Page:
Each year, residents around the globe celebrate Earth Day on April 22 to demonstrate support for the environment. And while this year’s celebration may look different because of the coronavirus pandemic, our planet certainly deserves to have its day.
“On this 50th anniversary of Earth Day, I think we are reminded that we all have a role to play in taking care of this precious habitat we call home,” said Melissa Burlingame, assistant director of the Institute for the Study of the Environment, Sustainability and Energy.
Typically, NIU’s Outdoor Adventures would host a large Earth Day event on campus near the East Lagoon to encourage Huskies to get outside and do something to care for the environment.
“We would clean up the lagoon, picking up trash and general beautification, and then set up some hammocks in the trees and acknowledge our effort to enhance the subtle beauty of nature,” said Dan Dunne, graduate assistant of Outdoor Adventures. “This year, we sadly can’t do this due to physical distancing.”
While students, faculty and staff are working and learning away from campus, it’s important to celebrate Earth Day in a different way.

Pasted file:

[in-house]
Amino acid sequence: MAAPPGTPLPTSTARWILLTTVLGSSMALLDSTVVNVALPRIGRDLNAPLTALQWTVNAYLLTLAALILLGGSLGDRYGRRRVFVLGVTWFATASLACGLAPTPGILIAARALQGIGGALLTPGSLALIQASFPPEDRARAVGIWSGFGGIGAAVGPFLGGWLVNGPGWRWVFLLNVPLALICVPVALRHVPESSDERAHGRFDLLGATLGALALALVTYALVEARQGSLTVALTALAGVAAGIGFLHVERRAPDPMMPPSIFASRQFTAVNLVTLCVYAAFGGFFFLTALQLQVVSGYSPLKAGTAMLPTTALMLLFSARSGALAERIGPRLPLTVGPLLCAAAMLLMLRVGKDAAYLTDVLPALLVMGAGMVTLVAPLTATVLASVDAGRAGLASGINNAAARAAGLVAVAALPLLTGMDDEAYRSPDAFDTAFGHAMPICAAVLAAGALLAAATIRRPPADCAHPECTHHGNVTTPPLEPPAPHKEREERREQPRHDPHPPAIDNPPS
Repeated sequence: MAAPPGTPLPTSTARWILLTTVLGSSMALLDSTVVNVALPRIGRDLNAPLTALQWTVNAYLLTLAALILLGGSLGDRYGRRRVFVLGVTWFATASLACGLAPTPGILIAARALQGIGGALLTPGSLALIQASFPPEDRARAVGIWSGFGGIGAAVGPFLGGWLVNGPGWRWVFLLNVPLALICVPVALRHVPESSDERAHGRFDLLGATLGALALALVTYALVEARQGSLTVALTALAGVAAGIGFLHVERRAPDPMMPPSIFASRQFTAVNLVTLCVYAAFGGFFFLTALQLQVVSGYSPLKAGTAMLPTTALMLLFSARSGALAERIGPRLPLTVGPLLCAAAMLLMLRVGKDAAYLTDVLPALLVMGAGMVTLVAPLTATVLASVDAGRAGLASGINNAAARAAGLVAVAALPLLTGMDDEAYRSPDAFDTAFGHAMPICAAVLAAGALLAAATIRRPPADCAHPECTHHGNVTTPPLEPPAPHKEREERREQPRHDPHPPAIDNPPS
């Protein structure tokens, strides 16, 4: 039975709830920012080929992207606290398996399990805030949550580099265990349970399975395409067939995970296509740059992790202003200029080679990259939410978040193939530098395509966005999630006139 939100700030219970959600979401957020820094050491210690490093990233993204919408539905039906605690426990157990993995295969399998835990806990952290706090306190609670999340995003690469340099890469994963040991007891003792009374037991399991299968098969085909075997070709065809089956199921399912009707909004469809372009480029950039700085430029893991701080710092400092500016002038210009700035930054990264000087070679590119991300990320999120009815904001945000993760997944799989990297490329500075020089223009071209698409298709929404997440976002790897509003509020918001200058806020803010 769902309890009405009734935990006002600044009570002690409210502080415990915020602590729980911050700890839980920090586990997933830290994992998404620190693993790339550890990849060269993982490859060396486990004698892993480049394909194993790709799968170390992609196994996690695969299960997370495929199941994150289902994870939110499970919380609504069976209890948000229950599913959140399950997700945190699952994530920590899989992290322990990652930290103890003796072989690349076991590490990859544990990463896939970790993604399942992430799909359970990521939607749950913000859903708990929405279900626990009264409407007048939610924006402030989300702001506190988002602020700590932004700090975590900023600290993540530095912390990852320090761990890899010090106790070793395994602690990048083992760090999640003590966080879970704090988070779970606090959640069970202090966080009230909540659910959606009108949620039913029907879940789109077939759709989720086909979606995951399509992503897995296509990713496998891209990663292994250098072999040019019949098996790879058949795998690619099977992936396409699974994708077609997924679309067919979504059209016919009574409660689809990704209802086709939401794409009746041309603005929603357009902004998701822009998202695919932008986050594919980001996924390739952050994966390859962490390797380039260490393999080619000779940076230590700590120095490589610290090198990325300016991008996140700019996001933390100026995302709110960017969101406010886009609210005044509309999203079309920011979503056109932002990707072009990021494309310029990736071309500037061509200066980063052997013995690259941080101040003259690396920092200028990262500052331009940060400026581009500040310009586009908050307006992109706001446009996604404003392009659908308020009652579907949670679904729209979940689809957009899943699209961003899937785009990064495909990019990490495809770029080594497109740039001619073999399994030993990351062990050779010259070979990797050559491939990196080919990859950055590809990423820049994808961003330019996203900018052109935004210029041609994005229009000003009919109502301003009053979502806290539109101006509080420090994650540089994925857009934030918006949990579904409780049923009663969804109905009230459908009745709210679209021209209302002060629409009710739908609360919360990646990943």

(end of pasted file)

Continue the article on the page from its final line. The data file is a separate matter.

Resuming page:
“Get outside: walking, hiking, biking or doing anything to explore and appreciate the planet we are lucky enough to be buying time on,” Dunne said. “Additionally, we ask earth-appreciators that when they are enjoying the outdoors, take a trash bag and help pick up after those more sloppy planet-mates that we cohabitate Earth with.”
Earth Day events don’t need to be grandiose to be meaningful, and even small actions can make a big difference.
“There is a healing power in nature,” said associate professor Holly Jones, who holds a joint appointment at NIU with the Department of Biological Sciences and the Institute for the Study of the Environment, Sustainability and Energy. “As I see more and more of my neighbors outside, on walks, jogging, and getting fresh air, I hope that the fundamental permanent changes that result from this include people being more connected to nature.”
Dunne shared the sentiment.
“We are all connected and we all need to protect and care for this place,” Dunne said.
If you aren’t sure how to celebrate or contribute to Earth Day 2020, we have some ideas to help you get started.
Go a day without throwing anything away.
Use a reusable water bottle instead of a plastic disposable water bottle. Recycle your papers and plastics and try to compost your food garbage.
Help spread awareness.
Use social media to post something about Earth Day and its importance. Make a sign or draw a picture celebrating Earth Day and post it in your window or on your door to encourage others.
Help the environment.
If you can, plant a tree or a garden. If that’s not possible, simply pick up trash in your area. Every little bit counts!
Make one small change.
Turn off the lights in your house or apartment when you leave a room. Don’t run the water when brushing your teeth or consider shortening your shower by five minutes.
Go to earthday.org to learn more.